CAFC Concludes that the District Court Correctly Denied Plaintiff’s Motion for Judgment as a Matter of Law and Properly Upheld the Jury’s Verdict of Noninfringement Where the Jury Did Not Err in Finding that Defendant’s Devices Did Not Infringe the Claims in Plaintiff’s Patent

CORE WIRELESS LICENSING S.A.R.L, v. APPLE INC.: April 14, 2017.  Before O’Malley, Bryson, and Wallach. (precedential).

Takeaway:

  • CAFC affirmed the district court’s denial of plaintiff’s JMOL motion upholding the non-infringement verdict where substantial evidence supported the jury’s finding that the accused devices did not use a mobile station to select which channel to use for uplink transmissions, as required by the district court’s claim construction.

Procedural Posture:

Plaintiff Core Wireless appealed the United States District Court for the Eastern District of Texas’s denial of plaintiff’s JMOL motion upholding the non-infringement verdict under the district court’s claim construction.  CAFC affirmed.

Synopsis:

  • Claim Construction: Claim 17 of the asserted patent is directed to means for sending packet data from the mobile station to the network using a selected channel. At trial, Apple introduced evidence that the accused mobile stations lack the capability to select between common and dedicated channels for packet data transfer, as Apple argued was required by the patent. At the conclusion of the trial, the jury found that Apple did not infringe claim 17. In its post-trial JMOL motion, Core Wireless argued that Apple had misapplied the court’s claim construction. The district court disagreed, holding that the claim requires that the mobile station “must have the capability to perform ‘channel selection,’ even if that capability was not used during the actual alleged performance of the claimed method.”  The court concluded that there was sufficient evidence from which a reasonable jury could find noninfringement based on that claim construction.  The CAFC found that Core Wireless’s claim construction argument is erroneous and affirmed the district court’s decision that the claimed control unit was a mobile station that had the means to make the channel selection decision, and that Apple’s evidence showed that the network, not the mobile station, was responsible for selecting which channel to use for uplink transmissions.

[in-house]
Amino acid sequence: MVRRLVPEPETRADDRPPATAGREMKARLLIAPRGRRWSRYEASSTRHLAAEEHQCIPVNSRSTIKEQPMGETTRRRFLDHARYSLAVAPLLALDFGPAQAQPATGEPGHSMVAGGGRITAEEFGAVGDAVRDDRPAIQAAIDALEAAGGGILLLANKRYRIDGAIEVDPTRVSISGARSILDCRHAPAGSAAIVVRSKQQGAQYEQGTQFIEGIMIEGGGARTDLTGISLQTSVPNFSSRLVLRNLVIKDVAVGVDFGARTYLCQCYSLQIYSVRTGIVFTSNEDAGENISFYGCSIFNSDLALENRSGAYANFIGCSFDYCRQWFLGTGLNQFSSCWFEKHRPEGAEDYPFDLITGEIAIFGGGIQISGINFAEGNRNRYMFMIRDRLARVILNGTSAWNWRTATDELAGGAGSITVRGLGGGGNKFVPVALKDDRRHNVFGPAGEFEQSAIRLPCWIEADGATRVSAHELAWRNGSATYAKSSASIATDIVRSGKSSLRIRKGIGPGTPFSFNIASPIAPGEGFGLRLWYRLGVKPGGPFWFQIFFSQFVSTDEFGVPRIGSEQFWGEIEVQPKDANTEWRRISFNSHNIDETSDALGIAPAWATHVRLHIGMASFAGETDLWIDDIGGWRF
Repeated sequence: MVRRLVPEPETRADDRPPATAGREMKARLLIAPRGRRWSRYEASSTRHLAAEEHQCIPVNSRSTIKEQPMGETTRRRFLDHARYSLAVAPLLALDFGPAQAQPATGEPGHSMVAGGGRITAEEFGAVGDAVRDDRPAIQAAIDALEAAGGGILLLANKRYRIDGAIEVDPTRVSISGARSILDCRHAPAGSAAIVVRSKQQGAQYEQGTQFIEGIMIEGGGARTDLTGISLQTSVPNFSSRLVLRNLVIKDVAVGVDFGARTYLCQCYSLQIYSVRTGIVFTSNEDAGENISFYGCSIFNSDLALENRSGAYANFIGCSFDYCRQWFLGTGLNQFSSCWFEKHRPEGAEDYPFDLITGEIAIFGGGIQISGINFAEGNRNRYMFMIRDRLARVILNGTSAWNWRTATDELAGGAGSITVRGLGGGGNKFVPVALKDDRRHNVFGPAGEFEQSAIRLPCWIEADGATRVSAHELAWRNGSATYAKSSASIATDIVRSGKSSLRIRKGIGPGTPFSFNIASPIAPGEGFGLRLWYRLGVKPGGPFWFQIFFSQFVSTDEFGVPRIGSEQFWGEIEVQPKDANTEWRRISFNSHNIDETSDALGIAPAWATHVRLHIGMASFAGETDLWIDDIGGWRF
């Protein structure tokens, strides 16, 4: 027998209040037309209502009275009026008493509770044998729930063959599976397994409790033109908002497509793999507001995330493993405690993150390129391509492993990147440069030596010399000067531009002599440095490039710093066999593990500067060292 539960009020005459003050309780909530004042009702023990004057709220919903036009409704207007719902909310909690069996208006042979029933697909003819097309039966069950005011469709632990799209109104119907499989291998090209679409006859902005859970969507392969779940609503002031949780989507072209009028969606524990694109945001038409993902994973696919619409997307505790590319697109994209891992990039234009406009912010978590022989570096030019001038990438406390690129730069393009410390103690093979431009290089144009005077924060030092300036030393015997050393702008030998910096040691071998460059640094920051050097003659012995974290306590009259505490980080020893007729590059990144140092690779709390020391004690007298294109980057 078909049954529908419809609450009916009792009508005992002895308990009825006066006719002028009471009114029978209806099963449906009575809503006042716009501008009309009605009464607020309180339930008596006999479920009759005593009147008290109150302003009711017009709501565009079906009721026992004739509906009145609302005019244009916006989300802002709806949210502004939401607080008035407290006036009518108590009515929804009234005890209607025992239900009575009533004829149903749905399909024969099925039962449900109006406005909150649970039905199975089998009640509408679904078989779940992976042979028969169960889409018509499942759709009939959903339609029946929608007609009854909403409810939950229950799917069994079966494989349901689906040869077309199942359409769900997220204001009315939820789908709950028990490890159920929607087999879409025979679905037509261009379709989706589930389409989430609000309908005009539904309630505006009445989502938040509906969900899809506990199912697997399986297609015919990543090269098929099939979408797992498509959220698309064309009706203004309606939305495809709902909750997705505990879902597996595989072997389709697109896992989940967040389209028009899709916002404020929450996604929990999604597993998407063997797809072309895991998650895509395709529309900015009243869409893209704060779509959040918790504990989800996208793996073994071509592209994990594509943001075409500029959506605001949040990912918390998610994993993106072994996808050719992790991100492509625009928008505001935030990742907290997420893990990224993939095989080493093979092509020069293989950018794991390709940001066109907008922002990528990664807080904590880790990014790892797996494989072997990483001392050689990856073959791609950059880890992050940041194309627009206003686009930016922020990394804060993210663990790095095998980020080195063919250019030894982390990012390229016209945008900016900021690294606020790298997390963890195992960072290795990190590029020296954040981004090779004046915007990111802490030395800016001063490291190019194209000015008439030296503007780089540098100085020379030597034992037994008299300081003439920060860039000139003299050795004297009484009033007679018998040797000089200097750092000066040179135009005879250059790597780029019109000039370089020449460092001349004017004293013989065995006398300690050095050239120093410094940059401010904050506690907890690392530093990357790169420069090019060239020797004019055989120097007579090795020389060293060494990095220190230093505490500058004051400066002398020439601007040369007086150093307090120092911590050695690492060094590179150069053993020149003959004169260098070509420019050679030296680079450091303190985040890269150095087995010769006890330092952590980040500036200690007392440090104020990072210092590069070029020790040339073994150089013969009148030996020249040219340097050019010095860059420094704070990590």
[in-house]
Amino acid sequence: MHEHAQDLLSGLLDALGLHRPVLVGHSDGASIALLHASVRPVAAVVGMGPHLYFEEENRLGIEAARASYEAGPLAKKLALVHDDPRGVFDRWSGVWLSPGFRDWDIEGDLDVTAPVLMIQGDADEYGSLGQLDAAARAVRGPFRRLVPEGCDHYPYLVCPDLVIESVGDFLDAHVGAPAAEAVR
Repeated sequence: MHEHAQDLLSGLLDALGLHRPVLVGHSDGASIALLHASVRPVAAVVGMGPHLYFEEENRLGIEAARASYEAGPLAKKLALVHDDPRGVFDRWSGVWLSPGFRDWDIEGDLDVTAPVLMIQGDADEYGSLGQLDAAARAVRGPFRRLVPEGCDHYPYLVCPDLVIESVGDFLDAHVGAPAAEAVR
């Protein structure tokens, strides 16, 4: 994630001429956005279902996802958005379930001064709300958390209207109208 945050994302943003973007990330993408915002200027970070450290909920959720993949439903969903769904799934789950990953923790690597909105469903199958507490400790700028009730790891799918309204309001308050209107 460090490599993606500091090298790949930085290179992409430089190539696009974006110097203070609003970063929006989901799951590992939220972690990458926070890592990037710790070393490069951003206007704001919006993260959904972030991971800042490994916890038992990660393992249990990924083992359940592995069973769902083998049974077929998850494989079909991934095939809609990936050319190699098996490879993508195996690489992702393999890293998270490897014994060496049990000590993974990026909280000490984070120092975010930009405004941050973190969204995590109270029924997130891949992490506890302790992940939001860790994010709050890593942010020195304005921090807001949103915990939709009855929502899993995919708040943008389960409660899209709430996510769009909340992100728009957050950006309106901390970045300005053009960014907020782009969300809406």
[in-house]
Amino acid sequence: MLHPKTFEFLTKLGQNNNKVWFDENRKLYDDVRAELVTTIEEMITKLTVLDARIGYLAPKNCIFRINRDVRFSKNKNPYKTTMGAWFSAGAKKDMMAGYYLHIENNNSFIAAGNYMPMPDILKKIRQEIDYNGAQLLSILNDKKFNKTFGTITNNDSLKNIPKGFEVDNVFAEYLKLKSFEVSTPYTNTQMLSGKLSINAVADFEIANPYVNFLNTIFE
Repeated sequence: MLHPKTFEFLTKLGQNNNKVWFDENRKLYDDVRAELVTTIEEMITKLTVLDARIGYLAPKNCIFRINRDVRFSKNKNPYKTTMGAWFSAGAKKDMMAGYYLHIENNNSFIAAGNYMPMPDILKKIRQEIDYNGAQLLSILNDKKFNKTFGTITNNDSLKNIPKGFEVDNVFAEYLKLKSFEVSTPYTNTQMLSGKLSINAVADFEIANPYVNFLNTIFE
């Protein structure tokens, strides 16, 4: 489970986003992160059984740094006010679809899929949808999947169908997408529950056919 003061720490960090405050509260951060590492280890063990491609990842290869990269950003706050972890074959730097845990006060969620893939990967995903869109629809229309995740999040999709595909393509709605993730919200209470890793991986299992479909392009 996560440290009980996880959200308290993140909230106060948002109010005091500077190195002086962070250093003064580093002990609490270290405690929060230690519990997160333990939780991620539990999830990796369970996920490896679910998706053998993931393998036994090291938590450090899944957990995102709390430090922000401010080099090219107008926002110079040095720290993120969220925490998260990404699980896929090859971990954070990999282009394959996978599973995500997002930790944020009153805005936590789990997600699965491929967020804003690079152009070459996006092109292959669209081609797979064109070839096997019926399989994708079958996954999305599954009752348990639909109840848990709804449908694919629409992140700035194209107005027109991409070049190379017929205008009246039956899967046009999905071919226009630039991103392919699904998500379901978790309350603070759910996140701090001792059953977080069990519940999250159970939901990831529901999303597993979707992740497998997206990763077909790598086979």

• Waiver: Core Wireless argued on appeal that Apple improperly interpreted the court’s claim construction; however, it did not raise this argument during trial and did not seek clarification, which Apple argued waived the argument. The CAFC found that it was unnecessary to decide whether Core Wireless waived its claim construction argument by failing to seek clarification of the pretrial claim construction at trial because its claim construction argument is erroneous.
  • Means Plus Function: The CAFC found that the district court was correct in construing the claim to require that the mobile station has uplink channel selection capabilities. In addition to support in the claim language and specification, the prosecution history and extrinsic evidence supported the district court’s construction.

 

Authored by Mark A. Chapman, Katrin Feldhaus and Susanna Lichter

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